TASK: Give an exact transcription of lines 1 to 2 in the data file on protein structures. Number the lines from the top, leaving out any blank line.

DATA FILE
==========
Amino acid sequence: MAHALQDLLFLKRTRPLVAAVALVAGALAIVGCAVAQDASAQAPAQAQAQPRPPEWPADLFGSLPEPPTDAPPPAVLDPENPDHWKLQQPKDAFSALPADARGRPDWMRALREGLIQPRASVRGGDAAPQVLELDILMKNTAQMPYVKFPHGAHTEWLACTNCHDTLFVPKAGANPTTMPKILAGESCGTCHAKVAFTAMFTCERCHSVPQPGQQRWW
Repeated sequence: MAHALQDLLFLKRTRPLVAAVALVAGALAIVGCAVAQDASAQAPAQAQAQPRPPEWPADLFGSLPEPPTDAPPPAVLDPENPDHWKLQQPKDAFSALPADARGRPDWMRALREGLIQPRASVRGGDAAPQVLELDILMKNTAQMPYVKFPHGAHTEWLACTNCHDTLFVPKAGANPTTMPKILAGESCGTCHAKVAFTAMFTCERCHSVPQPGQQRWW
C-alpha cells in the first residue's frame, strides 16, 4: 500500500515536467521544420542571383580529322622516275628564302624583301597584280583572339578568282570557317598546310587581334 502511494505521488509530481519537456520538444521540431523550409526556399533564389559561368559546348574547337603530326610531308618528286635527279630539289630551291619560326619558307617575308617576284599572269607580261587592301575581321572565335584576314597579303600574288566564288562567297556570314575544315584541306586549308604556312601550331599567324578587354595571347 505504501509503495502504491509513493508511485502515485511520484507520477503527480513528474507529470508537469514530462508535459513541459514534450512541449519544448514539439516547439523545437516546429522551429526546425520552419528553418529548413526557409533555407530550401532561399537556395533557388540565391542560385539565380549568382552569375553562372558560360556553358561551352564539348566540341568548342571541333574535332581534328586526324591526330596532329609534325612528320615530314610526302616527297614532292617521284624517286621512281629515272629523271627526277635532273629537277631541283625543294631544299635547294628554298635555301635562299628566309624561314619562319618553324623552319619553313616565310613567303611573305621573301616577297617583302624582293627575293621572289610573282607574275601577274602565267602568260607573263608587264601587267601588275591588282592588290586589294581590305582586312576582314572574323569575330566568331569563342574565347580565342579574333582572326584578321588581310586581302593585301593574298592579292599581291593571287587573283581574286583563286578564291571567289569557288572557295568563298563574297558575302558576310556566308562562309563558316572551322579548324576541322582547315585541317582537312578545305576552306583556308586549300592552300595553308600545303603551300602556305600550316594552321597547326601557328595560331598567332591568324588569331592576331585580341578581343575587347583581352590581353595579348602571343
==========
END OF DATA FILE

Amino acid sequence: MAHALQDLLFLKRTRPLVAAVALVAGALAIVGCAVAQDASAQAPAQAQAQPRPPEWPADLFGSLPEPPTDAPPPAVLDPENPDHWKLQQPKDAFSALPADARGRPDWMRALREGLIQPRASVRGGDAAPQVLELDILMKNTAQMPYVKFPHGAHTEWLACTNCHDTLFVPKAGANPTTMPKILAGESCGTCHAKVAFTAMFTCERCHSVPQPGQQRWW
Repeated sequence: MAHALQDLLFLKRTRPLVAAVALVAGALAIVGCAVAQDASAQAPAQAQAQPRPPEWPADLFGSLPEPPTDAPPPAVLDPENPDHWKLQQPKDAFSALPADARGRPDWMRALREGLIQPRASVRGGDAAPQVLELDILMKNTAQMPYVKFPHGAHTEWLACTNCHDTLFVPKAGANPTTMPKILAGESCGTCHAKVAFTAMFTCERCHSVPQPGQQRWW